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Morning Update, February 20, 2013


Legend Member
Silver Member
Nov 4, 2005
In case you are new to these daily updates, let me just quickly tell you that our friend and fellow Cheffer, Paige Dixon Birgfeld, disappeared without a trace on June 28, 2007. You can follow the entire story in a thread called "One of Our Own Is Missing" at the top of this page. Human remains were found in Colorado on March 8, 2012. Two days later, dental records tentatively identified the remains as those of Paige. On March 28, DNA testing confirmed that Paige had been found. As of this date, all we know is that Paige's remains have been found, law enforcement is considering this case a homicide, and everything is in the hands of forensics experts. All we can do now is wait, because once again, we have nothing new to report.

In news of Candles for Paige we had 5 candles as of this post. Remember, candles go out after 48 hours so keep lighting candles for Paige, her family and her three children.

Instructions for lighting candles for Paige are in the Missing thread, in this post.

On this date in History...

...in 1962, Lieutenant Colonel John Glenn was launched from Cape Canaveral, Florida aboard the Project Mercury space capsule, Friendship 7, on his way to making the first orbital space flight by an American. Glenn was not the first, in fact, Russian Cosmonaut Yuri Gagarin was the first man in space and the first to orbit the earth in 1961. Glenn's mission was the third American manned space flight, Alan Shepard, Jr. and Virgil "Gus" Grissom made sub-orbital flights and Russian Cosmonaut Gherman Titov made a record-setting 17 orbit flight and stayed in space for 25 hours. Glenn's launch was watched by millions on television - this reporter remembers every kid in his school glued to a television set in their own or in another classroom. Glenn became a national hero, and as a result, NASA grounded him, rather than risk the death of an icon on future missions. Frustrated with a lack of flying time, he left NASA and went into politics. After serving four terms as a Senator from Ohio, NASA finally re-certified him for space flight, and at 77, he became the oldest person to fly in space, as a payload specialist aboard the shuttle Discovery.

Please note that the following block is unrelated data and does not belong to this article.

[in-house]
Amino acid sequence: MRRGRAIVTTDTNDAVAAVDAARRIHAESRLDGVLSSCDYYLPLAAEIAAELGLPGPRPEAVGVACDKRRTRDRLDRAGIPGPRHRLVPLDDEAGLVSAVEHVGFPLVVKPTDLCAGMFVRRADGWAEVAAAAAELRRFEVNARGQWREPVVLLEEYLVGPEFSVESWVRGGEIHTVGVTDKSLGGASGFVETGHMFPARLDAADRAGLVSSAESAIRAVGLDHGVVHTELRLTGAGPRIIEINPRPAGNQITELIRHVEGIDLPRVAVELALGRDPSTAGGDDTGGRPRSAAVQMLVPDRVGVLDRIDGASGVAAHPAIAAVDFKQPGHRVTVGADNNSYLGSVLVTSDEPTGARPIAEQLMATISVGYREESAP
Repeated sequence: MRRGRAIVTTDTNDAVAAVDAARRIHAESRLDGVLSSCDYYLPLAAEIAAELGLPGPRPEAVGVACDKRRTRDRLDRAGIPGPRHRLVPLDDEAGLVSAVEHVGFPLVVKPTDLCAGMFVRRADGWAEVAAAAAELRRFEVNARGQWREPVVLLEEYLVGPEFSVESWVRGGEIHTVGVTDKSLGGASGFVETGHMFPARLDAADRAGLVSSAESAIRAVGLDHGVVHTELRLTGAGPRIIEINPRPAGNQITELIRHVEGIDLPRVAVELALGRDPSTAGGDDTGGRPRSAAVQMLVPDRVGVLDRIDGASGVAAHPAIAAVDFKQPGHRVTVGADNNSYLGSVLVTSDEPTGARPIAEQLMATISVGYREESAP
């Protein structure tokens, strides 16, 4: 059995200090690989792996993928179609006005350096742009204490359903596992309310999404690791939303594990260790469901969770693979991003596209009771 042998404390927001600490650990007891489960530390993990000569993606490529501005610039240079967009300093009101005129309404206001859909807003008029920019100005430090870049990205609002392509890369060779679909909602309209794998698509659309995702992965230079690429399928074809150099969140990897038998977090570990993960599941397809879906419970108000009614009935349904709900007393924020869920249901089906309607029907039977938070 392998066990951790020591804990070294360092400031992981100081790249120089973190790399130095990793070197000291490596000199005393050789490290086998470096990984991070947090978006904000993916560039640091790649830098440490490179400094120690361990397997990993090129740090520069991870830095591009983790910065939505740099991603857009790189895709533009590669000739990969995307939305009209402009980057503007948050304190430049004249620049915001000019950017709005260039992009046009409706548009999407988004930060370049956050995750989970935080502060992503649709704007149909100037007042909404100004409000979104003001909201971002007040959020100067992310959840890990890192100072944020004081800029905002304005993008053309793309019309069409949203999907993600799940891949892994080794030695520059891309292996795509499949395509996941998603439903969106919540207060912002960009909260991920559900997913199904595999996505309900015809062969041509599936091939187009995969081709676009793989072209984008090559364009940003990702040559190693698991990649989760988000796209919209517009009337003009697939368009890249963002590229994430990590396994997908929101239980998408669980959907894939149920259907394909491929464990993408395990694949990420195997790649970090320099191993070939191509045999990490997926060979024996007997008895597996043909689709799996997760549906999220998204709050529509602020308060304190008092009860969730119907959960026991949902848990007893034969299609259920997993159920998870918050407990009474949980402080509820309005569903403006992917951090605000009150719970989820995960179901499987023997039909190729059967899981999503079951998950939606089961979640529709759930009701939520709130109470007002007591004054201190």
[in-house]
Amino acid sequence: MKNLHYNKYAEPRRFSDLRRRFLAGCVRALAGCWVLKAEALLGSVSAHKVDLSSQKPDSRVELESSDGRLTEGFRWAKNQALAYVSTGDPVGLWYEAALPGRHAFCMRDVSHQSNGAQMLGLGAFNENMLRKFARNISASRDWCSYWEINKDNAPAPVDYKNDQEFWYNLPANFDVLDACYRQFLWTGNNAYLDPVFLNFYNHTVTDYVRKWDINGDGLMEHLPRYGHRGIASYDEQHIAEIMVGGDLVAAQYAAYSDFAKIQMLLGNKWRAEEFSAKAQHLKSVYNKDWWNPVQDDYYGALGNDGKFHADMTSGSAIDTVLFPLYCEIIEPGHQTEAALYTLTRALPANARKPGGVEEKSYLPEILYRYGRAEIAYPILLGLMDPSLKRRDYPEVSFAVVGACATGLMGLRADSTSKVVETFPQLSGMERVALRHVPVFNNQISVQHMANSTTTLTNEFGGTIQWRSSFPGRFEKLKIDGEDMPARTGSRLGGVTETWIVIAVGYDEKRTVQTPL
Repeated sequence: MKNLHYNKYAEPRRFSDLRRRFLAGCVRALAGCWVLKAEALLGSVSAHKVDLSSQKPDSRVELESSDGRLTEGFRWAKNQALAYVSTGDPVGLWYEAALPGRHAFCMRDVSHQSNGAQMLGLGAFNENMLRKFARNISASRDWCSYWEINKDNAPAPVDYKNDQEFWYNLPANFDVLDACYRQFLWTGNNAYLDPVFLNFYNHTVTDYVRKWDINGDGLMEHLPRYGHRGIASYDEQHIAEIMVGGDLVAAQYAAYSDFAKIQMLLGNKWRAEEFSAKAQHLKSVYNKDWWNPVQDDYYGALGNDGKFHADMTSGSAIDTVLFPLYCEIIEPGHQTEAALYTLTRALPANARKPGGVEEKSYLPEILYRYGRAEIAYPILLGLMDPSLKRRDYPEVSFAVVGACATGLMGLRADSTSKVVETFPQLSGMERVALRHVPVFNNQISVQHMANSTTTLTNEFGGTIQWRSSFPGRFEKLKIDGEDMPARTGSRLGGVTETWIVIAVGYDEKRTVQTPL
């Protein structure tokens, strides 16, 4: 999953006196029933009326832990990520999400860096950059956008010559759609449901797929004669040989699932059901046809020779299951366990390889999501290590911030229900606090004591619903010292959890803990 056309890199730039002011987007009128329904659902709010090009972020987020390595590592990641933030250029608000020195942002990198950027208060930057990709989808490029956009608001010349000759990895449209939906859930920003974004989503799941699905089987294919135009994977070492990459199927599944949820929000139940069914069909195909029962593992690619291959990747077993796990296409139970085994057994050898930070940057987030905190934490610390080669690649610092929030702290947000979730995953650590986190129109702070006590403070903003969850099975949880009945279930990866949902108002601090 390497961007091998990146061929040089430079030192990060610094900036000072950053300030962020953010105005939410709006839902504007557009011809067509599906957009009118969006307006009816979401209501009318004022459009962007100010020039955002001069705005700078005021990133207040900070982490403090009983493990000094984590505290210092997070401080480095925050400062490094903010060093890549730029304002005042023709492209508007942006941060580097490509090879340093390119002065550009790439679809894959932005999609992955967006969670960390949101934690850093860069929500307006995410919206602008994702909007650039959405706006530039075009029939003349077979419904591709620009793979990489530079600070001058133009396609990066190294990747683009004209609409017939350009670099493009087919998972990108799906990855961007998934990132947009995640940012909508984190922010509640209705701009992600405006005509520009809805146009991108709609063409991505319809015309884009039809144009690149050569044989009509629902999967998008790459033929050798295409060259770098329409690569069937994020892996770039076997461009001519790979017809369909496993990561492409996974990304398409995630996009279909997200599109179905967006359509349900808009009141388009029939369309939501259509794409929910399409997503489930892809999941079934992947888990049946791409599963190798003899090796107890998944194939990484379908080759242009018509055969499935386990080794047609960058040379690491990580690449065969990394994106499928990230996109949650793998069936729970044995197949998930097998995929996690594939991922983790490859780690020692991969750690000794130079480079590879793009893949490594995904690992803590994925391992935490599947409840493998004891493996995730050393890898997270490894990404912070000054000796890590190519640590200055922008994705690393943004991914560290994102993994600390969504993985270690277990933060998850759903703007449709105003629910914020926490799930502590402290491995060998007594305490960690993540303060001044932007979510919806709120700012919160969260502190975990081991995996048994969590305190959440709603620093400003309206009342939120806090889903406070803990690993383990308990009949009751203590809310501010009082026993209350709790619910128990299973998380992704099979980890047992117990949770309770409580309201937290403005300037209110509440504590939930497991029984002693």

Left: The Launch of Friendship 7. Right: John Herschel Glenn, Jr.

...in 1972, the death of Walter Winchell brought an end to a radio and newspaper career that was admired or reviled, depending on which end of Winchell's poison pen you were on. He began as a Vaudeville performer but in 1922, he began to write for the Vaudeville News. In 1929, he began to write a gossip column for the New York Daily Mirror and in 1930, he began a radio version of his newspaper gossip column. He had a radio style that was all his own, a rapid-fire reader of his material and he was once clocked delivering his news at 215 words per minute. His witty and juicy style was popular and he started every broadcast with "Good evening, Mr. and Mrs. North and South America and all the ships at sea. Let's go to press!" He played himself in several films and was characterized in many others. There is speculation that in the movie Laura, a character named Waldo Lydecker was inspired by Winchell, played by Clifton Webb. Winchell's reporting was very popular but was called yellow journalism by his critics. His career began to fade in the 1950s as television took over from radio. If ya can't lick 'em, join 'em, and his last major employment was as the narrator for the television series The Untouchables. Winchell had thrown his support behind Senator Joe McCarthy's Communist witch hunt didn't help his career any, and when he died, it was reported that the only person to attend his funeral was his daughter.